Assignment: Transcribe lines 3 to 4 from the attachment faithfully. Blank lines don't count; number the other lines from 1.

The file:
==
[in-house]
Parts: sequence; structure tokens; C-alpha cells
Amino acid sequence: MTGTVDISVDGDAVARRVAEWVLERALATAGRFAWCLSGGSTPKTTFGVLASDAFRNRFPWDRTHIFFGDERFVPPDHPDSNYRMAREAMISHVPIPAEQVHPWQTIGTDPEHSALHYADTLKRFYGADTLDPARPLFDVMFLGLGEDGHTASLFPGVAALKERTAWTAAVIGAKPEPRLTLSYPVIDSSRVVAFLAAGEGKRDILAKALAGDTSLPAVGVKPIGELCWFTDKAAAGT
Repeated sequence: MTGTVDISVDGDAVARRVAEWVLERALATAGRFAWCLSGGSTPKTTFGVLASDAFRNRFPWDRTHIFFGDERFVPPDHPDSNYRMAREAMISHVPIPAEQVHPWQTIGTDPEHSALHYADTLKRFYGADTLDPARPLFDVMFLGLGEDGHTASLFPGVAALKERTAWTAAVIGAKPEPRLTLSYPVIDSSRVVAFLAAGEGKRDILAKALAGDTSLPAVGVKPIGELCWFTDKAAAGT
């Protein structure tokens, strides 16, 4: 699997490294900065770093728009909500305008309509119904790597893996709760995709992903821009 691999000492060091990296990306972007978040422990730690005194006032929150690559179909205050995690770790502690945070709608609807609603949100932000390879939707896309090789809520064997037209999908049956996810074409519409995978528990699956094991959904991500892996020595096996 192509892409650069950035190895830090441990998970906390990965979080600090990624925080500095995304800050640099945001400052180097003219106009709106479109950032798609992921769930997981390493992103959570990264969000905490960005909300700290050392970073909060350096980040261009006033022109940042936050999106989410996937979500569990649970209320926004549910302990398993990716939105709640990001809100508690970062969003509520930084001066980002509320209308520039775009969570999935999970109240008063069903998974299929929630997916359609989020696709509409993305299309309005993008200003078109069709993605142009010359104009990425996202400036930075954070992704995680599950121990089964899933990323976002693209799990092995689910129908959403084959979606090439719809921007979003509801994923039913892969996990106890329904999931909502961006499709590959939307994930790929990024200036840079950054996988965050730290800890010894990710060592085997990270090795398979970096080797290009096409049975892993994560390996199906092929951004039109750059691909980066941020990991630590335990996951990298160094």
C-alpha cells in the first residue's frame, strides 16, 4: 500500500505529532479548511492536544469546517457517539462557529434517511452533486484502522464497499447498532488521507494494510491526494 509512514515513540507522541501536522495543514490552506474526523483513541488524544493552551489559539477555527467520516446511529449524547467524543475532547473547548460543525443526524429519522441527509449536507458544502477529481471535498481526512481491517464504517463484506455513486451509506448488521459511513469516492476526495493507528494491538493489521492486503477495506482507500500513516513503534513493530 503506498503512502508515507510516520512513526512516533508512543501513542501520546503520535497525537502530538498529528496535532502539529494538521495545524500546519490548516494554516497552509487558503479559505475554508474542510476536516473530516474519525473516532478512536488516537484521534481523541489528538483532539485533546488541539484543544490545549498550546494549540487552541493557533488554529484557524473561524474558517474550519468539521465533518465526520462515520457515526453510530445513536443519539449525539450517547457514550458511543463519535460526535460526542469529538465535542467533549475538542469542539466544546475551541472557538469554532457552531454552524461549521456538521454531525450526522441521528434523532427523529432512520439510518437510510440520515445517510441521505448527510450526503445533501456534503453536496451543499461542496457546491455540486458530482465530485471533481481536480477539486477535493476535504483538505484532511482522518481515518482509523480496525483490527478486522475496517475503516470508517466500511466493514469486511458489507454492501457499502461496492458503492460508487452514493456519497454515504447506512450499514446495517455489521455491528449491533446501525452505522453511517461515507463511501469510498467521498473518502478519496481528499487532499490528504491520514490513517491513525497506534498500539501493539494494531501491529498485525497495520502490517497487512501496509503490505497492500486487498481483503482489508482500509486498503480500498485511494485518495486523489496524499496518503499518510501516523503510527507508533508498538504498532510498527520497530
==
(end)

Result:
Amino acid sequence: MTGTVDISVDGDAVARRVAEWVLERALATAGRFAWCLSGGSTPKTTFGVLASDAFRNRFPWDRTHIFFGDERFVPPDHPDSNYRMAREAMISHVPIPAEQVHPWQTIGTDPEHSALHYADTLKRFYGADTLDPARPLFDVMFLGLGEDGHTASLFPGVAALKERTAWTAAVIGAKPEPRLTLSYPVIDSSRVVAFLAAGEGKRDILAKALAGDTSLPAVGVKPIGELCWFTDKAAAGT
Repeated sequence: MTGTVDISVDGDAVARRVAEWVLERALATAGRFAWCLSGGSTPKTTFGVLASDAFRNRFPWDRTHIFFGDERFVPPDHPDSNYRMAREAMISHVPIPAEQVHPWQTIGTDPEHSALHYADTLKRFYGADTLDPARPLFDVMFLGLGEDGHTASLFPGVAALKERTAWTAAVIGAKPEPRLTLSYPVIDSSRVVAFLAAGEGKRDILAKALAGDTSLPAVGVKPIGELCWFTDKAAAGT